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Verticillium dahliae Kleb.
Verticillium albo-atrum Reinke & Berthold, (1879)

Verticilliose ( Verticillium wilt)

 

General

  • Soil fungi reported from many temperate and subtropical countries.
  • Several species of Verticillium are likely to attack vegetables causing comparable symptoms.
  • Very polyphagous, they affect more or less wide ranges of hosts depending on the species.
  • Vegetables known to be affected: eggplant in particular, but also tomato, pepper, potato, Cucurbitaceae, artichoke, lettuce, cabbage, strawberry, rosebush, aster, chrysanthemum, tobacco, cotton, etc., various weeds (black nightshade, amaranth, etc.), etc. .
  • Observed in the open field as well as under shelters.

 

  • Sensitive botanical family (s)
Solanacées

 

  • Affected production areas :
Mayotte Reunion

 

  • Organs attacked
Leaves Rod

 


 Biology

  • Conservation : poor competitors in the soil, their conservation is ensured by mycelial fragments still in place in the plant debris, but also by its microsclerotia (figure 1) which perpetuate them for more than fifteen years. Their polyphagy allows them to attack and survive on more or less wide ranges of hosts.
  • Infection : Direct penetration of the mycelium into the roots, or either through various wounds, and/or attacks by root-knot nematodes and Pratylenchus spp. Invasion of the vascular system of plants which it gradually colonizes. These react by forming gum or tyloses which prevent its progression. These defense mechanisms, associated with colonization and clogging of vessels by mycelium, contribute to plant wilting.
  • Sporulation : production of fragile whorled conidiophores forming ovoid conidia (figure 2).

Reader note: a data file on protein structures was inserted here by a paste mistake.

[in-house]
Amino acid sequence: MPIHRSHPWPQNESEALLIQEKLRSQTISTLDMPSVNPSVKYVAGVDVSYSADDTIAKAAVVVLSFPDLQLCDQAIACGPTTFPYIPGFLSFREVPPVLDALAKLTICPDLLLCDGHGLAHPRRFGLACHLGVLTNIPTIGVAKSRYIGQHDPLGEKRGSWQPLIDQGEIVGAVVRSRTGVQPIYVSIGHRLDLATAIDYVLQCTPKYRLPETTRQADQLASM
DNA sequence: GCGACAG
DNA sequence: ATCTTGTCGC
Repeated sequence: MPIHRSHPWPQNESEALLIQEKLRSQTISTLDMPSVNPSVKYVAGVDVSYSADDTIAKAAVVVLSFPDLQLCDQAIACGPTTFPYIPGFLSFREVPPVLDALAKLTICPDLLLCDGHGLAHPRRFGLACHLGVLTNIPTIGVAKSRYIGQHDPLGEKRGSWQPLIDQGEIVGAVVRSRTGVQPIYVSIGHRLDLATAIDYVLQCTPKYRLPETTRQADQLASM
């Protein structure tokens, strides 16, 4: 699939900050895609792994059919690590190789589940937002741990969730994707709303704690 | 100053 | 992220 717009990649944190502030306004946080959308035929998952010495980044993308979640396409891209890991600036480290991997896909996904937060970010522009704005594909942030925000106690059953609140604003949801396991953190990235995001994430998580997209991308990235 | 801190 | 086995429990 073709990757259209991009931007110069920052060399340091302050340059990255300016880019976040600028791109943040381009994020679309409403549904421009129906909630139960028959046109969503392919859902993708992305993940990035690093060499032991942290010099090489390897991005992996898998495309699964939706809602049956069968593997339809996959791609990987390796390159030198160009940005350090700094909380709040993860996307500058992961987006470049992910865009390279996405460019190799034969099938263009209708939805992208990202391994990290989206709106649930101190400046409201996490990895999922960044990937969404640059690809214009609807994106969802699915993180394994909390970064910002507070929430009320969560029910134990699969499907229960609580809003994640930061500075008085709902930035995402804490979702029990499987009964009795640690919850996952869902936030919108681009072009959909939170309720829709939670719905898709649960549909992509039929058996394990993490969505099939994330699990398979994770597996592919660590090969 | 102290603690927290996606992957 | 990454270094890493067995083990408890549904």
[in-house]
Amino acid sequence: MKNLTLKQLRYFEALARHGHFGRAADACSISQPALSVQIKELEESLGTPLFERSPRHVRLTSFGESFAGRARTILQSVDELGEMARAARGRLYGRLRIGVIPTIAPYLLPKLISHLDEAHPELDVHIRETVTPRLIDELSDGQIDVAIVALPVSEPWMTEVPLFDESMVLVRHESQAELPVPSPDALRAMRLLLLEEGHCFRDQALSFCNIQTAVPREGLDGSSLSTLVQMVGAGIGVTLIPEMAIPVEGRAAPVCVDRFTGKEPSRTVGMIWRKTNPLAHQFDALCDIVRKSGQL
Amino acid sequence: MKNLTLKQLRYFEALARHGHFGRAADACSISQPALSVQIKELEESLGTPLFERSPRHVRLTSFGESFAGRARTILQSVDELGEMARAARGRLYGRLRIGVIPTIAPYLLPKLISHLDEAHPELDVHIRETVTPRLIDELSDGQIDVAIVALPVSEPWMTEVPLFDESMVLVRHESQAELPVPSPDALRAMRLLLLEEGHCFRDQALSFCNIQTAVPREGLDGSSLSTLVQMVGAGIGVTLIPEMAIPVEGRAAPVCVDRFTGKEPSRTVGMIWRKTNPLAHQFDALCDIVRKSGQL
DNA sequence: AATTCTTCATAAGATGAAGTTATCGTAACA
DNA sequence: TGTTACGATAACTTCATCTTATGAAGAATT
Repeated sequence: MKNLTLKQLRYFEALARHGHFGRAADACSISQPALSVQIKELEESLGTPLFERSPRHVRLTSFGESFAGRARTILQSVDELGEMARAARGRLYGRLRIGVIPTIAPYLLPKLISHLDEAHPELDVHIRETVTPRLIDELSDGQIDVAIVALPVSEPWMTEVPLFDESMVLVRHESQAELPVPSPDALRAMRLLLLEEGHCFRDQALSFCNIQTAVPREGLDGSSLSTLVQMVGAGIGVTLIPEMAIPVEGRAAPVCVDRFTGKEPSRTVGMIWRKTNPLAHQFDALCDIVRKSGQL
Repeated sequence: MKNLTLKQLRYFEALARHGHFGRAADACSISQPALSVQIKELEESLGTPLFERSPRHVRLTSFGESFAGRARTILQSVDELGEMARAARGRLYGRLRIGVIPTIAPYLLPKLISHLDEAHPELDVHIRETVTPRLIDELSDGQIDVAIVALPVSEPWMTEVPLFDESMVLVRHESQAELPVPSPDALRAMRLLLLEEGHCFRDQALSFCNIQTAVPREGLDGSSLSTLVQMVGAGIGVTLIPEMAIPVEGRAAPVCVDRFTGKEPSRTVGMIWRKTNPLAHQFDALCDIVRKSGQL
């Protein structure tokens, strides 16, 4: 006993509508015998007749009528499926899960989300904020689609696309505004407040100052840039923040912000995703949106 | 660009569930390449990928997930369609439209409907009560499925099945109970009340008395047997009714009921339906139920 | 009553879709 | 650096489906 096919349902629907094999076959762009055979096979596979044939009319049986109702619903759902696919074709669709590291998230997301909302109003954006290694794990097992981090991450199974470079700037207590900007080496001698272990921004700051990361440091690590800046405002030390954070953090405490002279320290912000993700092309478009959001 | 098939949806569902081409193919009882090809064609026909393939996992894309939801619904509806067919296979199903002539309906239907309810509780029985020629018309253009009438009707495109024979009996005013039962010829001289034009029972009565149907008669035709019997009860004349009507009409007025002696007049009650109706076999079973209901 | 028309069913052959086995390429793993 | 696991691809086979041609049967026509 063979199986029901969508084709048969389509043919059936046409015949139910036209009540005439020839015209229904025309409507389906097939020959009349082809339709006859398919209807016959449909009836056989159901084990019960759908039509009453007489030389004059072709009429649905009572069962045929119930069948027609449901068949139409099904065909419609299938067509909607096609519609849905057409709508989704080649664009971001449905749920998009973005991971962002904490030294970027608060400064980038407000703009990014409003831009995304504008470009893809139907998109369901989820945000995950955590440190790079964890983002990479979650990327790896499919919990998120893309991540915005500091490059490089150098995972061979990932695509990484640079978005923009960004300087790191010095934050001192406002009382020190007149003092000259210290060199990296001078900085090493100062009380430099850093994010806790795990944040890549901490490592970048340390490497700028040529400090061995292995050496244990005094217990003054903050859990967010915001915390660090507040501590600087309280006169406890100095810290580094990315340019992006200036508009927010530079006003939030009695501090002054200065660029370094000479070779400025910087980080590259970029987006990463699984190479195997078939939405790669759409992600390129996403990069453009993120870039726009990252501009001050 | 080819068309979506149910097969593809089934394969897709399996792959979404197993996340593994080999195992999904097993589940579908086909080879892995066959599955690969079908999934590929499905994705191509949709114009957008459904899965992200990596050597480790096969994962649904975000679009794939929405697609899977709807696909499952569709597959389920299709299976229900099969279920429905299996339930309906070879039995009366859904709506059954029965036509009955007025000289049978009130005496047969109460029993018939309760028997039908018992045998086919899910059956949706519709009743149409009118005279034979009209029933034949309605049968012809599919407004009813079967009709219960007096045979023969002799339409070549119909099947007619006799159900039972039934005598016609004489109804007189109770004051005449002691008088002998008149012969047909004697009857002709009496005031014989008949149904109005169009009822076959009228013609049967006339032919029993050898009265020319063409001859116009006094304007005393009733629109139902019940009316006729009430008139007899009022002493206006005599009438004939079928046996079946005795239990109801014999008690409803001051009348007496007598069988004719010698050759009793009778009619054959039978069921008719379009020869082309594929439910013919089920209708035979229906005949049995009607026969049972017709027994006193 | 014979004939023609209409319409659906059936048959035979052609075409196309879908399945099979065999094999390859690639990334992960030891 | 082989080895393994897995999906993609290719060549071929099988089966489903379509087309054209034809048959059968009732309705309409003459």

• Dissemination : possible through potting soil, agricultural equipment soiled with contaminated soil and plant debris. Soil dust harboring microsclerotia and/or conidia is easily disseminated by air currents, as well as by splashing water and soil-borne insects.
  • Favorable conditions : appreciate variable climatic conditions depending on the species and strains. Their thermal optima would be between 20 and 32°C. Short photoperiods and weak lighting sensitize plants to verticillium wilt, which would be more serious in neutral to alkaline soils. The monoculture of sensitive plants or rotations that are too short or badly chosen contribute to increasing its incidence in certain plots.

 


 Protection

  • Use resistant varieties or rootstocks if possible.
  • Carry out crop rotations , at least 4 years. Cereals do not seem to be affected by these vascular fungi. Peas, beans and cabbage could be used in rotations as they would not help maintain inoculum in the soil.
  • soil disinfection : fumigant, solarization , biofungicides , etc. It should be added that the disinfected soils should not be worked too deeply before cultivation, otherwise microsclerotia will rise in the treated stratum.
  • Destroy host weeds .
  • Ensure a balanced manure in order to avoid obtaining young plants with too succulent tissues.
  • Take care of irrigation: optimal quantity, localized supply, etc.
  • Irrigate optimally during hot periods to limit wilting.
  • Water plants at the hottest times of the day to reduce leaf wilt.
  • Clean tools and agricultural machinery used in contaminated plots before using them in other still healthy plots. Thorough rinsing of this material with water will often suffice to remove contaminated soil.
  • Eliminate diseased plant debris during and at the end of cultivation, as well as potential host weeds likely to harbor or promote the development and preservation of this fungus in the soil.
  • If necessary, add a fungicide taking into account authorized uses.
Last change : 05/09/22
Verticillium-Sclerotes
Figure 1
Verticillium-Conidiophores
Figure 2